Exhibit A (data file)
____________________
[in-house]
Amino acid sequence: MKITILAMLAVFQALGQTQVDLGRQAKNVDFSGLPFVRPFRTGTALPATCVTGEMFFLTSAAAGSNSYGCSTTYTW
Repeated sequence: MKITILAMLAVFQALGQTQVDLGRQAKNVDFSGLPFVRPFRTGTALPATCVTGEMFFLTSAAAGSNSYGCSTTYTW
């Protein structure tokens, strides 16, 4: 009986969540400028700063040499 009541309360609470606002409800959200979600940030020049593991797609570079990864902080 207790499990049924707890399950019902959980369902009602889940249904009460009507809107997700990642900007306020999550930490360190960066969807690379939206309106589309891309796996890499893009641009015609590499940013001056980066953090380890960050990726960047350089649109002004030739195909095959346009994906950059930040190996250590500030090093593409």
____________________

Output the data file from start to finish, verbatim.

[in-house]
Amino acid sequence: MKITILAMLAVFQALGQTQVDLGRQAKNVDFSGLPFVRPFRTGTALPATCVTGEMFFLTSAAAGSNSYGCSTTYTW
Repeated sequence: MKITILAMLAVFQALGQTQVDLGRQAKNVDFSGLPFVRPFRTGTALPATCVTGEMFFLTSAAAGSNSYGCSTTYTW
């Protein structure tokens, strides 16, 4: 009986969540400028700063040499 009541309360609470606002409800959200979600940030020049593991797609570079990864902080 207790499990049924707890399950019902959980369902009602889940249904009460009507809107997700990642900007306020999550930490360190960066969807690379939206309106589309891309796996890499893009641009015609590499940013001056980066953090380890960050990726960047350089649109002004030739195909095959346009994906950059930040190996250590500030090093593409």